You should take care not to behave in an antisocial way that could upset or annoy your neighbours, or to allow anyone in your household (including children) to do so. Antisocial behaviour is a legal reason for eviction, regardless of what kind of tenancy you have. It could also lead to your tenancy being demoted, your housing benefit being reduced, an antisocial behaviour order being made against you and/or criminal convictions.
Antisocial behaviour can include things like:
As well as respecting your neighbours, you should not behave in an antisocial or aggressive way towards your landlord, or anyone employed by your landlord.
Being responsible for your household and visitors
As well as not breaking any of the terms of your tenancy agreement yourself, you are also responsible for the behaviour of everyone in your household and of anyone staying with or visiting you. You could be held responsible (and possibly evicted) if they cause damage or are antisocial, so don't be afraid to take control.
Fire Health and Safety
You may be aware that the law has changed with reference to fire health and safety in communal areas of blocks of flats. The new law requires us to make all residents aware of the following points:
1. Please do not overload electrical sockets in your flat.
2 Consider the risk of fire if you or your visitors smoke inside your flat and ensure that an adequate extinguishing receptacle is provided. Do not smoke in the communal staircases.
3. Dispose of your rubbish regularly and place refuse sacks inside the bins in the bin store.
4. Consider fitting smoke detectors in your flat and check them regularly to ensure that they function correctly.
5. Consider purchasing a fire extinguisher for use on small fires in your flat and ensure that you are familiar with how to use it.
6. When purchasing soft furnishings consider the flammability rating of the product.
7. Ensure that you are aware of the location of the exit and that you would still be able to find it in the event of a smoke filled staircase. Inform guests of the means of escape when they arrive.
8. If you discover a fire call the emergency services as soon as possible. Raise the alarm with neighbours, only if it is safe to do so and leave the building helping any disabled neighbours if safe to do so.
9. In the event of a fire exit quickly and move as far away from the building as possible. Do not stop to collect personal belongings.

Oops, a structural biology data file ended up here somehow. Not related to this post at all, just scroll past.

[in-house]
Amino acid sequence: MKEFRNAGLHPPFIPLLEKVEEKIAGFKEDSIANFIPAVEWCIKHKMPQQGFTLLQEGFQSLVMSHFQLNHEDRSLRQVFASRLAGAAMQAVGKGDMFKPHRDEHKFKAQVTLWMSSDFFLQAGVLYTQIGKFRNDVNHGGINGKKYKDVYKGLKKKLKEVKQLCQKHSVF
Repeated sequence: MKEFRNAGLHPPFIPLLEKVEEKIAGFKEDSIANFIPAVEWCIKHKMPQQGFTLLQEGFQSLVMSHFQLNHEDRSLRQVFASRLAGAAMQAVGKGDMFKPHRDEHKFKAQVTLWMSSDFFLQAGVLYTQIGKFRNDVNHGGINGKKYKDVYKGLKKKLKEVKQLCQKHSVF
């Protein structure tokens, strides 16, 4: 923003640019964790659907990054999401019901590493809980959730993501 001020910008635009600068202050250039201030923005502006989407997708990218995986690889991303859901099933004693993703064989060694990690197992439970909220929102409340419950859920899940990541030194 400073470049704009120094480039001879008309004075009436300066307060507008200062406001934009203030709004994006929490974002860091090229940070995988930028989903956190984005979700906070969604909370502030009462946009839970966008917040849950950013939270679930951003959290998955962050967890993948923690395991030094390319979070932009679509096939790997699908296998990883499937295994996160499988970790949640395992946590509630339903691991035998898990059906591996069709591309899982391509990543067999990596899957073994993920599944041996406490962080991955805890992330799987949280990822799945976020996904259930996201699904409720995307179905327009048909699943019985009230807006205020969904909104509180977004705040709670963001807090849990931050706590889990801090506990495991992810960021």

10. Never wedge open fire doors for any reason.
11. Never leave the communal entrance door open.
12. Never leave personal items in communal areas. Any items found in communal staircases or obstructing exits will have to be removed and disposed of.
Unless the tenancy agreement says that your property permits smoking, then you are NOT allowed to smoke and allow visitors to smoke in your accommodation. In addition smoking is not allowed in any parts of the building that are shared with other tenants.
Asking permission when it's needed
Most tenants have to ask permission from the landlord if they want to:
Check to see what your tenancy agreement says about these. Depending on the type of tenancy you have the landlord may have the right to refuse. It may also say that you need to ask permission for other things, such as keeping a pet, smoking or parking a caravan on the property. Always put your request in writing and make sure you get your landlord's written permission before you go ahead.
Ending your tenancy properly
If you want to move out, it is very important to end your tenancy properly first. You can't just post the keys through the letterbox and walk away. Otherwise you could end up still being liable for the rent, even though you're no longer living there. It may be possible to end your tenancy immediately if the landlord accepts this (best to get their acceptance in writing) but you normally have to give your landlord the necessary notice.
Giving your landlord access when necessary
Most tenancy agreements contain information about how and when your landlord can get access to the property, for example, if repairs are needed. You are entitled to be given reasonable notice of this.
However, you also have the right to live in your home without unnecessary interference from the landlord. Most tenants have the right to stop the landlord from coming in, unless they want her/him to. If your landlord or someone acting on her/his behalf harasses you or tries to make life difficult for you in your home, they may be committing a criminal offence.
Tenancy deposit law was introduced on 6th April 2007 and provides protection for tenants by preventing landlords and letting agents from unfairly withholding a deposit. The scheme protects all Assured Shorthold Tenancies in England and Wales (covering most tenancies since 1997).
Tenancy Deposit Protection is designed to ensure:
Edward Ellis & Co currently registers all tenants’ deposits with the Deposit Protection Service (DPS) www.depositprotection.com.
A Tenant’s Guide to the DPS Custodial Scheme is here. The Terms and Conditions of the Scheme are here.